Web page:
Here are a few topics in the current issue of the Fibromyalgia Network Journal that you don’t want to miss:

Why Me? Clues to Fibro Vunlerability
What makes women get fibro more often than men? Researchers are finding clues in the brain, and offer a novel treatment approach involving drug and nondrug therapies.

Misbehaving Immune Cells Linked to Fibro Symptoms
An immune chemical is highly elevated in fibro compared to other painful conditions and could explain why your flu-like symptoms don’t respond to common medications.

Nighttime Tests Best Explain Fibro Symptoms
Although you feel lousy during the day, tests taken while sleeping could provide a more specific marker of your disease. The results also correlate with a number of symptoms.

Are Your Building Blocks Low?
One researcher talks about a shortage of important nutrients that could be linked to your many symptoms and suggests a variety of different therapies.

A Nondrug Treatment for Pain
Learn some of the ins and outs of an inexpensive nondrug option that could cut pain by as much as 40 percent.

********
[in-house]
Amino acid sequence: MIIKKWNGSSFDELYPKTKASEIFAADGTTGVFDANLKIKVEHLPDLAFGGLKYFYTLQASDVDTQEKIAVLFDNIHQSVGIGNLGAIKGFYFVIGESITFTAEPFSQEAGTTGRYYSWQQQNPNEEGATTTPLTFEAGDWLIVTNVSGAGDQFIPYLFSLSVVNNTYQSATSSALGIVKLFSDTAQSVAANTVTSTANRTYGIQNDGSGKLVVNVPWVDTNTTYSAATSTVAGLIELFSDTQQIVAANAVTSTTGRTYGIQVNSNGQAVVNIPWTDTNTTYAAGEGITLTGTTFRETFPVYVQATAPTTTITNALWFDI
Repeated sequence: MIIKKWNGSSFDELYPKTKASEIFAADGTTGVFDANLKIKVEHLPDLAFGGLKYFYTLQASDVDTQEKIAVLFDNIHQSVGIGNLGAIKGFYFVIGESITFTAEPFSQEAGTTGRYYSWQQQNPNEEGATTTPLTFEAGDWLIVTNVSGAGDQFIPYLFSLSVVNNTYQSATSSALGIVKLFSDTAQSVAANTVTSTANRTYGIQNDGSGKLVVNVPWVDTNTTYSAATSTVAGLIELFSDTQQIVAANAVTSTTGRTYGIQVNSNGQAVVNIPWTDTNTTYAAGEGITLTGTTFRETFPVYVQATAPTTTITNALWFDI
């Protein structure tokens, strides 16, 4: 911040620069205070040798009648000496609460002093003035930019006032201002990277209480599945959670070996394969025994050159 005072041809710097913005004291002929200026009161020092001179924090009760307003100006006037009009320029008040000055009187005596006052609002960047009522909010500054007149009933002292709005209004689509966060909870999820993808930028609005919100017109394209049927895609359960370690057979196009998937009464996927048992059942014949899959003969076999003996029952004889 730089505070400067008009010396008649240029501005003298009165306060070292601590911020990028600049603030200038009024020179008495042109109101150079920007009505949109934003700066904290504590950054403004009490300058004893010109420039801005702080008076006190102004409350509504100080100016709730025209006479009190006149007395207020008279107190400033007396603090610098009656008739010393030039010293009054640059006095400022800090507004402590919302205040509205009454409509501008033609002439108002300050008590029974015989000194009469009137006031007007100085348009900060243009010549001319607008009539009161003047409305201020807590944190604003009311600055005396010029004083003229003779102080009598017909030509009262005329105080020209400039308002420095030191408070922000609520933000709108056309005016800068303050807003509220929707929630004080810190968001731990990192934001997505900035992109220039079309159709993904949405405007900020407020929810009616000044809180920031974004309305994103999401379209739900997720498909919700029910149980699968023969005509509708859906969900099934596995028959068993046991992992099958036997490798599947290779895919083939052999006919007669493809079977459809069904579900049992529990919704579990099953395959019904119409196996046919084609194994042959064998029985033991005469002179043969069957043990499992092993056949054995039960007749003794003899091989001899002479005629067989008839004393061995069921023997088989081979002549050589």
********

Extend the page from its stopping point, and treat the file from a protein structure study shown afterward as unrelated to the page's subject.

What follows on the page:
The Ups and Downs of Exercise
Do you struggle with maintaining a fitness program or does a day of overdoing it intensity your symptoms? Research points to an unexpected response to mild exercise.

Are Metabolic Changes Causing Your Symptoms to Spiral?
An elevated substance in the blood may make your fibro worse and tilt the scales towards weight gain. Learn about counter measures that help with diet and exercise.

Does Fibro Get Better Over Time?
Find out what 4,200 patients say about this topic, based on a survey that looked at various symptoms, associated conditions, and response to drugs and other therapies.

Add-On Treatments Help Manage Fibro
Given your variety of symptoms, it’s impossible for any one drug or therapy approach to rid you of fibro. Find out how combining different treatments works much better.

Sleeping with CPAP Boosts Brain Power
Without an overnight study, you may not be aware that sleep apnea is worsening your fatigue and brain fog. Learn how CPAP can be combined with meds for better function.

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